The results show that the indicators can be used to assess relevant aspects of spatial accessibility before and after the execution of a transport infrastructure plan, from network efficiency and minimal access times. The results allow for an estimate of the impacts in terms of spillover effects and territorial cohesion; this, in addition to their implementation in a geographic information system, represents alternative and useful tools for the decision-making process in transport and urban planning regarding transportation networks and infrastructure directly related to the integration and competitiveness of territories.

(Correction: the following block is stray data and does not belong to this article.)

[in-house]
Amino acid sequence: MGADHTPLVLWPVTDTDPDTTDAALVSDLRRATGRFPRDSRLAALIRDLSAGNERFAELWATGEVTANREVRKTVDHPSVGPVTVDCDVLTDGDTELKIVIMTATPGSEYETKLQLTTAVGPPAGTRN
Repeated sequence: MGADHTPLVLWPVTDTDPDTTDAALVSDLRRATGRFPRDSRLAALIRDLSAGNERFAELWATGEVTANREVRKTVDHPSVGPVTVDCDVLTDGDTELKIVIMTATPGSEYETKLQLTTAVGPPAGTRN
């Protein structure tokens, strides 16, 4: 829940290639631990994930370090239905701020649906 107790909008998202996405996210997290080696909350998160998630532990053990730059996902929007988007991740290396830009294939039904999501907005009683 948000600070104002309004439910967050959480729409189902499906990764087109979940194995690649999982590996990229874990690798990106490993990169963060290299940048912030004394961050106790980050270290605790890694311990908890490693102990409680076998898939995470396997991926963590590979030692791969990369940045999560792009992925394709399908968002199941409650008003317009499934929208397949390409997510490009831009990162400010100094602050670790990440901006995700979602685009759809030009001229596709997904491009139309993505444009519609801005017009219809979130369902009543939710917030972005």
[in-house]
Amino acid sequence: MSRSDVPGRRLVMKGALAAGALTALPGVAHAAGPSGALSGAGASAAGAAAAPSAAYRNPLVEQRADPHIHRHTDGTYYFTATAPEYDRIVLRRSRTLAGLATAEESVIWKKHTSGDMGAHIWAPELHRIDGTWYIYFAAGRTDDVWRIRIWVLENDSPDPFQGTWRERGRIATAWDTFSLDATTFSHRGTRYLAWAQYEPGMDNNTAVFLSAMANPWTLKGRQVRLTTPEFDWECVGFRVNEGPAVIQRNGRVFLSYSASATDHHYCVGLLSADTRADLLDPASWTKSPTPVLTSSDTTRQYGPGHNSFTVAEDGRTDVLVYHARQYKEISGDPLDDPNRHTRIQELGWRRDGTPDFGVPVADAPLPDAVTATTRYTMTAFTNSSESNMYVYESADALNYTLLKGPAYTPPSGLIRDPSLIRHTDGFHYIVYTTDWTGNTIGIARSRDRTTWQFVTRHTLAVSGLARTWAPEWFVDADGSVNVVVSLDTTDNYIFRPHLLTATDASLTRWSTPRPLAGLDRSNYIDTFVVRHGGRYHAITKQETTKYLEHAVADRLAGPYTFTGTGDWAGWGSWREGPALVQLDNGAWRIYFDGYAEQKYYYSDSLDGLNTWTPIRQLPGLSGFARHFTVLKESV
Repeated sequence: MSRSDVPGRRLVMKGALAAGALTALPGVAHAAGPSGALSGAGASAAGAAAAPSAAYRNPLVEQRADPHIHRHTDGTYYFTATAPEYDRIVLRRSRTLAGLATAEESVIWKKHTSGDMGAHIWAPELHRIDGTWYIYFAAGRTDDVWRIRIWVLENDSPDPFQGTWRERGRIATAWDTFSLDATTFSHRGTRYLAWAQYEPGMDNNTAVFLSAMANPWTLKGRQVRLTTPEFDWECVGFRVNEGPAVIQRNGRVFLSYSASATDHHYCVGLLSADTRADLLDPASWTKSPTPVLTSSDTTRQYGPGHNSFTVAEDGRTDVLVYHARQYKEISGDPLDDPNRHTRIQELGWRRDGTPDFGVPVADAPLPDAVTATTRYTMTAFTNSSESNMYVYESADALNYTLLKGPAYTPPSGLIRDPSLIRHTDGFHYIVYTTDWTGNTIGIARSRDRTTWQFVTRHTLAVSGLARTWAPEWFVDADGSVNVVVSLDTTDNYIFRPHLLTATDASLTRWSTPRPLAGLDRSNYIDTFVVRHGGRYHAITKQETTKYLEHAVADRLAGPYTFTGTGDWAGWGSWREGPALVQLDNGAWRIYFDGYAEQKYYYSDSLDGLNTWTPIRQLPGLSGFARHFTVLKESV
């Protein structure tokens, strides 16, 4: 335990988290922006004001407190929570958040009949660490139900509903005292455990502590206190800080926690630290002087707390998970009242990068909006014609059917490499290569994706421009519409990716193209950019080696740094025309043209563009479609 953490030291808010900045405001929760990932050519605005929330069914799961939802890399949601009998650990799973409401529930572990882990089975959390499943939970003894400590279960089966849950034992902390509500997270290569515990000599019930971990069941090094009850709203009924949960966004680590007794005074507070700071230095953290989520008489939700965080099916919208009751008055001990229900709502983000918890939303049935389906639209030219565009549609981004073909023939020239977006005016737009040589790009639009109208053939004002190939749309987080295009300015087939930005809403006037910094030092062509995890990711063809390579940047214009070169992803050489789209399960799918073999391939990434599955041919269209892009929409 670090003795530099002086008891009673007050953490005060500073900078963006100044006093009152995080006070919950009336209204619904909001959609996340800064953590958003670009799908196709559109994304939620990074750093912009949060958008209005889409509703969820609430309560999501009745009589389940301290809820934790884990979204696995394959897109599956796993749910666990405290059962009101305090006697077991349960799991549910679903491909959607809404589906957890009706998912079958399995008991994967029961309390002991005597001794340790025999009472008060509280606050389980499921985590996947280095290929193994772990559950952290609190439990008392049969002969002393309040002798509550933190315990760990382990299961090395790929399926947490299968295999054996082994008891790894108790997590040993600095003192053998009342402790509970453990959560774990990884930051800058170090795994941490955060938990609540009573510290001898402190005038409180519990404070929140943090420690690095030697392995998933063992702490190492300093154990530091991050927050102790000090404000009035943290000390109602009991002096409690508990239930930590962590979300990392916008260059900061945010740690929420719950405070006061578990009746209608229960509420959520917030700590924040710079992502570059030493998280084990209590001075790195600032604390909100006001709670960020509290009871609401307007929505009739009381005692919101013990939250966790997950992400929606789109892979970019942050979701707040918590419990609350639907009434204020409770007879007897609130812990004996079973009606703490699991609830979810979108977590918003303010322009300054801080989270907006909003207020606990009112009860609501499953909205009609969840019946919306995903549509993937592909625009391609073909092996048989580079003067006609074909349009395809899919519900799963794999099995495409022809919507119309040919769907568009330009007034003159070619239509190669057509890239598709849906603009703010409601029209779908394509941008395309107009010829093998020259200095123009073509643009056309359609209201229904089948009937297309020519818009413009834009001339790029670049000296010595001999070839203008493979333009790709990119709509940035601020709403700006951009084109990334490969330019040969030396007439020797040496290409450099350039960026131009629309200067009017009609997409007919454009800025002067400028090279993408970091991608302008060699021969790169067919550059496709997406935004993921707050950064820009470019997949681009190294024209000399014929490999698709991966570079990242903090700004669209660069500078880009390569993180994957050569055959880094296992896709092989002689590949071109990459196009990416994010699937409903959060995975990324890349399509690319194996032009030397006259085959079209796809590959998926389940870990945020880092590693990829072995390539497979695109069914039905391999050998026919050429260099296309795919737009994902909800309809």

The municipalities that generate the most significant spillover effects are Concepción, Penco, and Hualpén. At the same time, the improvements to transportation infrastructure do not produce a higher territorial cohesion in all cases; on the contrary, more disparities appear (or lower cohesion) in the use of a locational indicator, which have more impact on municipalities with recent urban growth. Therefore, the PRI vision is limited in relation to transport sustainability. It would be interesting to compare the actual territorial impact with the investment in public transportation. Finally, accessibility indicators represent a useful tool to understand that the real beneficiaries of investments in transportation planning are cargo transport and private vehicles. This methodology complements the traditional economic and engineering perspective used to assess this type of plan, offering multiple advantages to transport planning over the econometric methods traditionally used to measure spillover effects, in relation to the spatial organization of economic activities and the simulation of transport network behavior.